Indeed, FIG. 7 illustrates processing logic for one embodiment of overall signal processing in the GRAKE context, wherein processing begins with the path searcher 54 determining PDPs for the receiver branch signals on a regular or as needed basis (Step 120). The path searcher 54 may include a finger placement processor to determine RAKE finger placements, i.e., the despreader delay alignments, based on the PDP information (Step 122), and the mode control circuit 26 estimates the number of potential channelization codes that the communication receiver 10 must be able to despread (Step 124), based on multipath information from the path searcher 54 and on communication service requirement information from the additional receiver circuits 20, first illustrated in FIG. 1. Such circuits may comprise decoders, user interface elements, and the like, and may particularly include a system-level controller that determines or identifies the communication service requirements.

In any case, processing continues with the mode control circuit 26 determining whether the available despreader resources 22 within the GRAKE circuits 50 are sufficient given its estimation of the potential despreader requirements (Step 126). If so, the mode control circuit 26 configures the GRAKE circuits 50 to despread each receiver branch signal with respect to all channelization codes of interest (Step 128)—i.e., to perform GRAKE detection on all channelization codes of interest for each receiver branch signal—and to process the resulting despread signals accordingly (Step 130). Other processing tasks may be carried out subsequently, or in parallel, as needed or desired.

Conversely, if the available despreader resources 22 are not sufficient to support the potential number or amount of despreading resources needed for operating in the first mode, processing continues with computing branch combining weights (Step 132). As explained, the branch combining weights support forming the branch combination signal as a weighted sum of two or more of the receiver branch signals, but not necessarily all such branch signals existing within the communication receiver 10.

Of course, the branch combining weights may be been calculated in a prior calculation interval and thus be available for use in the current interval. Thus, the processing of Step 132 can be understood as computing branch combining weights for the current interval, or for a next interval. In any case, in one or more particular embodiments, the branch combining weights are computed in a manner that maximizes the signal quality of the combined branch signal.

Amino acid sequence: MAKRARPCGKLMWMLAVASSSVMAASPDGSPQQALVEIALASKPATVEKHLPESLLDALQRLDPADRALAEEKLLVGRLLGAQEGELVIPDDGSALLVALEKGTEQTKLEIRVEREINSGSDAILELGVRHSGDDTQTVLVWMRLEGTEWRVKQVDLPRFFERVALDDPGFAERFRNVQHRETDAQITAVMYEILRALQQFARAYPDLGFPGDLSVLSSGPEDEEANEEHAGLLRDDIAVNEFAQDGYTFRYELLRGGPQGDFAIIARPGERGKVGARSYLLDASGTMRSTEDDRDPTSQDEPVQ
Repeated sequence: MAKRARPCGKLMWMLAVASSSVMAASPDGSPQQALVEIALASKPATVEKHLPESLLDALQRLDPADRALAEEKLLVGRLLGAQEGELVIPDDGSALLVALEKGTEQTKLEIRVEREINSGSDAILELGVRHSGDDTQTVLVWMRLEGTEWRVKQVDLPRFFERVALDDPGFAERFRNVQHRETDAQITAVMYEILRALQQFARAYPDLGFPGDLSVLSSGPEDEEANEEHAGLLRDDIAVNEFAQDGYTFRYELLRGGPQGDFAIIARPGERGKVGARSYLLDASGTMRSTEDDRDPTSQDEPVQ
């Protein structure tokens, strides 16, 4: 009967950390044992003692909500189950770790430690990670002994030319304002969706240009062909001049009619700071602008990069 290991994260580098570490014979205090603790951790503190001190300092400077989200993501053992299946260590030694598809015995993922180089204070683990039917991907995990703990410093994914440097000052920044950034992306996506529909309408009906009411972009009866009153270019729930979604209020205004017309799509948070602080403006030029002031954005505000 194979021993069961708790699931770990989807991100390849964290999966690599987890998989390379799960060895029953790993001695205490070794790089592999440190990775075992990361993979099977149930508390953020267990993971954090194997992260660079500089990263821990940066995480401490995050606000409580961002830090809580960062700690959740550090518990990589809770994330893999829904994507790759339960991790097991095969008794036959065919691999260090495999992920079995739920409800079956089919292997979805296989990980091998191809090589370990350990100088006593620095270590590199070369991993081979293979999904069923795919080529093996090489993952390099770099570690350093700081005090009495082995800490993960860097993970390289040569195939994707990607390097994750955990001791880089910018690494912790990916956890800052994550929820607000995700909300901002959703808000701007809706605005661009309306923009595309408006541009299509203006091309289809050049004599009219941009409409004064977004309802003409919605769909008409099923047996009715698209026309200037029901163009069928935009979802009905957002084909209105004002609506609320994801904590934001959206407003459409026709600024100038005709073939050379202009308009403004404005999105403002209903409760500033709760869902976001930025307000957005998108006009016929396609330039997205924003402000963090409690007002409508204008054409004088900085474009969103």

Regardless, with currently or previously calculated branch combining weights available, processing continues with forming the branch combination signal as a weighted sum of the involved receiver branch signals (Step 134). To this end, the mode calculation circuit 26 may be configured to calculate the branch combining weights and provide them to the branch combining circuit 52 shown in FIG. 6, for example, for use in branch signal combining. The branch combining circuit 52 may include a multiplier for applying the weighting values as scaling factors, and a summing circuit, for combining the (weighted) branch signals.

Processing continues with despreading the branch combination signal with respect to (w.r.t.) one or more of the channelization codes of interest (Step 136), and the despread values thereby obtained are processed in the GRAKE circuits 50 (Step 138). Note that a multiplexer and/or switch circuit 62 may precede the GRAKE circuits 50 in some embodiments. In an embodiment where the GRAKE circuits 50 are operated either in the first or second mode with respect to all channelization codes of interest, the mux/switch 62 provides either the individual receiver branch signals to the GRAKE circuits 50, or provides the branch combination signal to the GRAKE circuits 50. The mux/switch 62 may operate responsive to a mode control signal from the mode control circuit 26. Of course, in some embodiments, one or more channelization codes of interest are despread from the individual receiver branch signals according to the first mode of operation, and one or more of the channelization codes of interest are despread from the branch combination signal according to the second mode of operation. In such embodiments, the GRAKE circuits 50 receive the individual receiver branch signals and the branch combination signal, and despreader resources are internally allocated within the GRAKE circuits 50 as appropriate.

Of course, the present invention is not limited by the foregoing discussion, nor is it limited by the accompanying drawings. Indeed, the present invention is limited only by the following claims, and their legal equivalents.

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Classifications
U.S. Classification375/148, 375/147, 375/267
International ClassificationH04B1/00
Cooperative ClassificationH04B2201/709727, H04B1/712, H04B1/7117
European ClassificationH04B1/712